Strange things are happening in North Shropshire. This constituency, normally a solid brick in the ‘blue wall’ of Tory shires, is gearing up for a by-election on Thursday 16 December that has the potential to trigger a national political earthquake.
The impending vote, following the resignation of former MP Owen Paterson amid accusations of sleaze, was never supposed to be a tight race. North Shropshire was, until a few weeks ago, considered one of the safest Conservative seats in England with a 23,000 majority and almost two centuries of near exclusive Conservative rule. Something, though, has clearly changed because the Liberal Democrats are now the bookmakers’ favourites to win.
Given the circumstances that triggered the by-election, it’s surprising that the key issues for North Shropshire voters don’t revolve around sleaze. Talk to people on the street here and you’re more likely to hear about A&E waiting times and a lack of investment in the constituency. There is also palpable anger over Christmas parties at Number 10 and a general feeling of being forgotten about by those in power.
Zero Hour Shropshire sees the by-election as a great chance to engage with voters and candidates over the climate and ecological emergency. Shropshire, a farming county, has already begun to experience the impact of the climate crisis, from flooding to droughts to fears over soil erosion and crop failure.
For much of 2021 our local campaign has focussed on lobbying the Conservative-led Shropshire Council to vote to support the Climate and Ecological Emergency Bill. In February, five hundred residents called on the council to back the CEE Bill via an online email campaign that resulted in a cross-party motion at full council in February.
Sadly, the motion was blocked by the Conservative administration’s Climate Portfolio Holder and ended up being punted to a scrutiny committee for further discussion. Almost a year later, the motion’s still in limbo.
This by-election, though, gives us another chance to put the CEE Bill in the spotlight. The Zero Hour Shropshire team organised a climate hustings in Oswestry on 6 December with around 70 people in attendance. The event – available to view online – saw Conservative, Green, Labour and Liberal Democrat candidates answer public questions from voters on the climate and ecological emergency, from energy efficiency to biodiversity loss.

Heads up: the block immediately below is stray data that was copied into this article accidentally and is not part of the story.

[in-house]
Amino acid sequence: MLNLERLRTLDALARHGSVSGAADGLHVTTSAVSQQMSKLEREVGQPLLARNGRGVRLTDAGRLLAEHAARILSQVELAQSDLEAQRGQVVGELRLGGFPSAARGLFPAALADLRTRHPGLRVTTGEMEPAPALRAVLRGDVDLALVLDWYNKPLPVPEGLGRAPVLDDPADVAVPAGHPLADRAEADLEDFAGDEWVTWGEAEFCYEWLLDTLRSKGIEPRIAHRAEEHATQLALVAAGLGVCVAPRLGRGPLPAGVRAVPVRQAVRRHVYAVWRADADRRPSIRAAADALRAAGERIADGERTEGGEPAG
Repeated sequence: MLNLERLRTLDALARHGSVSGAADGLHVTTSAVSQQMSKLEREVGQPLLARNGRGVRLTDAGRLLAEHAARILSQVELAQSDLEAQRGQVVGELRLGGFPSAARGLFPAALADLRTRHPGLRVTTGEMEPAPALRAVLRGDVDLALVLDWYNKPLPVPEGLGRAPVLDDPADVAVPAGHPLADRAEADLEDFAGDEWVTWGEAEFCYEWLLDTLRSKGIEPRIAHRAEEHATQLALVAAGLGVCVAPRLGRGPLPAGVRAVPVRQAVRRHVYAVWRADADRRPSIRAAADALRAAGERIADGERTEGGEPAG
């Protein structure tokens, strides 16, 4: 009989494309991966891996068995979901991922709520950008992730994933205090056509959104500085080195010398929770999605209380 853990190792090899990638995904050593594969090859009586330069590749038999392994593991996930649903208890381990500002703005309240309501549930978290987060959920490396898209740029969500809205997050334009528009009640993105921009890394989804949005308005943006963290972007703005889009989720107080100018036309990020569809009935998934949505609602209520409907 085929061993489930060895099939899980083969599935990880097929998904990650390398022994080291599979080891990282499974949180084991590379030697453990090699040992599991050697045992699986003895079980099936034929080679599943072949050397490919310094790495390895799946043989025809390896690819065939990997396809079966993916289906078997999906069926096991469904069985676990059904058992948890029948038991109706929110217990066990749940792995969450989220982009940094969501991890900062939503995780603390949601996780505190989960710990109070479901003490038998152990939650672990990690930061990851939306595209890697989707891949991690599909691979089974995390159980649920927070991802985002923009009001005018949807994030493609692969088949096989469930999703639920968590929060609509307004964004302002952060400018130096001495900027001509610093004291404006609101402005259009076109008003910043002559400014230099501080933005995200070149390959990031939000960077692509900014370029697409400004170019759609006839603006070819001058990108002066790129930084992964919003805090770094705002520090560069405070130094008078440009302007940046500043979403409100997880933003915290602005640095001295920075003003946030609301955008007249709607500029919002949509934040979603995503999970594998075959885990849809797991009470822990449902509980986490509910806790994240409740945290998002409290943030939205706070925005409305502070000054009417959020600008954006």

Listening to the candidates talk about the enormity of the crisis and how it would affect North Shropshire was very powerful – with one of our team finding it quite overwhelming. Several people who attended a general election hustings two years earlier in the same venue noted how far the tone of the debate had evolved since then.
All of the candidates seemed more keenly aware of the reality of the climate emergency and the need for urgent action, perhaps the result of this by-election following close in the wake of COP26 in Glasgow. The hustings also gave us a chance to encourage the candidates to pledge support for the CEE Bill if elected to Parliament – and we were thrilled when the Green, Labour and Liberal Democrat candidates agreed to publicly back the bill.
We’re still working on Dr Neil Shastri-Hurst, the Conservative candidate, who has yet to pledge his support. During our event, he spoke about being a father with a young son, and he knows what’s at stake if we don’t get our response to the climate-nature crisis right.
Zero Hour Shropshire’s campaign continues and we’re hopeful that whoever is elected on 16 December, they’ll recognise the need for legislation to ensure the pivotal 1.5C limit is enshrined in UK law – and back the bill.